Bertil Kronlund > Filter-Heredoc-0.02 > Filter::Heredoc

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NAME ^

Filter::Heredoc - Search and filter embedded here documents

VERSION ^

Version 0.02

SYNOPSIS ^

    use 5.010;
    use Filter::Heredoc qw( hd_getstate hd_init hd_labels );
    use Filter::Heredoc::Rule qw( hd_syntax );
    
    my $line;
    my %state;
    
    # Get the defined labels to compare with the returned state
    my %label = hd_labels();

    # Read a file line-by-line and print only the here document
    while (defined( $line = <DATA> )) {
        %state = hd_getstate( $line ); 
        print $line if ( $state{statemarker} eq $label{heredoc} );
        if ( eof ) {
            close( ARGV ); 
            hd_init(); # Prevent state errors to propagate to next file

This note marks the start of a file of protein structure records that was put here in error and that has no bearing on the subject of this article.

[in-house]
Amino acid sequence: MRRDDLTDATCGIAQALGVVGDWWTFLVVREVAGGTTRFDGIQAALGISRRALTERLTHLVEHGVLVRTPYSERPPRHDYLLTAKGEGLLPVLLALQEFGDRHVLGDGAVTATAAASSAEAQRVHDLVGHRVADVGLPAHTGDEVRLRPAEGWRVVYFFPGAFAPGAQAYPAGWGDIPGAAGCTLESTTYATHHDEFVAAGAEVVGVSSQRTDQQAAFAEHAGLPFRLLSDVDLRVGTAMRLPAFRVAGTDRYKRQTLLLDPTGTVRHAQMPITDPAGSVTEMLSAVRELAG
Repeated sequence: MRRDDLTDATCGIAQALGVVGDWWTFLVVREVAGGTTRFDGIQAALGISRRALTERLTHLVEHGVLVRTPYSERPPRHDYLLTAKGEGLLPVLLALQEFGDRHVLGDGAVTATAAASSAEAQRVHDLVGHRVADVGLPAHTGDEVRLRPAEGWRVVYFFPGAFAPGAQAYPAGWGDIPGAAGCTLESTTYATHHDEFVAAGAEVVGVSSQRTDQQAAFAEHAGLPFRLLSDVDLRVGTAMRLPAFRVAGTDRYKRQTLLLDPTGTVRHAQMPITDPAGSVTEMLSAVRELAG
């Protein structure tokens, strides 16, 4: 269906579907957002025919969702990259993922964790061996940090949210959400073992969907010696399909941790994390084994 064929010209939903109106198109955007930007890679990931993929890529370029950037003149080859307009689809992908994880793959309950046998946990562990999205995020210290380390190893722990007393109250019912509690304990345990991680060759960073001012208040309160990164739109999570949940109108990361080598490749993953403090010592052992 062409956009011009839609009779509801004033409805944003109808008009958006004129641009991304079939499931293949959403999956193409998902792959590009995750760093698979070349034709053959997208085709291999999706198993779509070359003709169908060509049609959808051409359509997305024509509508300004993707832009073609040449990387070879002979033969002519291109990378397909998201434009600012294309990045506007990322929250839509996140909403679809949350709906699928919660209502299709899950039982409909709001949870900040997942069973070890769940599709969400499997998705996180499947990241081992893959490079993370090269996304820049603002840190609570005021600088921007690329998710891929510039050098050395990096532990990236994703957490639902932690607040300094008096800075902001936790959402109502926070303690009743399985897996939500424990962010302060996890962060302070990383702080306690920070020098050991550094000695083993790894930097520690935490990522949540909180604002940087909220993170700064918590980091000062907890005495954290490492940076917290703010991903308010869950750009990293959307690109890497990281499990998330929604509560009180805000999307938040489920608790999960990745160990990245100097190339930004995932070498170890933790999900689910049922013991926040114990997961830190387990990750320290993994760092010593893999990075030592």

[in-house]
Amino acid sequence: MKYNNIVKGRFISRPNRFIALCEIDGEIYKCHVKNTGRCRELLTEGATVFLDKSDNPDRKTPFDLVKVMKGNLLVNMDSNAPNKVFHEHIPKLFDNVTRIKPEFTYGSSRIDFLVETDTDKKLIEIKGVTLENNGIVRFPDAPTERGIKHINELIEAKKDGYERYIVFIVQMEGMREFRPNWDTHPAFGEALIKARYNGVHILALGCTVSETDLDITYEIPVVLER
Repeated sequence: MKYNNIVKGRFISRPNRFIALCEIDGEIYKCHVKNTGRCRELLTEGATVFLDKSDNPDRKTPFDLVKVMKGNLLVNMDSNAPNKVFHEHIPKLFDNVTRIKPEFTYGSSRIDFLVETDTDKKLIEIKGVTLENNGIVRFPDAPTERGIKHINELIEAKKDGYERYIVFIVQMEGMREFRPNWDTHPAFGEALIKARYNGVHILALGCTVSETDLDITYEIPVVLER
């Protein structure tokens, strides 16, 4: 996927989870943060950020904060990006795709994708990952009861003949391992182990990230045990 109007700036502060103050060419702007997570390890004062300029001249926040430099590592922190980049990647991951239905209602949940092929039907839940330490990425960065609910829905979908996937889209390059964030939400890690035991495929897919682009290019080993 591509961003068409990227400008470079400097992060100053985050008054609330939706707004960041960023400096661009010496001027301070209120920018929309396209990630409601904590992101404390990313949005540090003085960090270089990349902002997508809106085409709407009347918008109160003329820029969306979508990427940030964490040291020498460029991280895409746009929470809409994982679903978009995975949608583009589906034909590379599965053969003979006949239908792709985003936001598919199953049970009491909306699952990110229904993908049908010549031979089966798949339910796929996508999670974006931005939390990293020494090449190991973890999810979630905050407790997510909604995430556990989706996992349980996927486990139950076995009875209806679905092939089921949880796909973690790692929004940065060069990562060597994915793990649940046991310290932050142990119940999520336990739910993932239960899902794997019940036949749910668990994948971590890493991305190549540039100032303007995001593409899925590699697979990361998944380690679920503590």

}
    }

    # Test a line (is this an opening delimiter line?)
    $line = q{cat <<END_USAGE};
    %state = hd_getstate( $line ); 
    print "$line\n" if ( $state{statemarker} eq $label{ingress} );
    
    # Load a syntax helper rule (shell script is built in)
    hd_syntax ( 'pod' );

DESCRIPTION ^

This is the core module for Filter::Heredoc. If you're not looking to extend or alter the behavior of this module, you probably want to look at filter-heredoc instead.

Filter::Heredoc provides subroutines to search and print here documents. Here documents (also called "here docs") allow a type of input redirection from some following text. This is often used to embed short text messages (or configuration files) within shell scripts.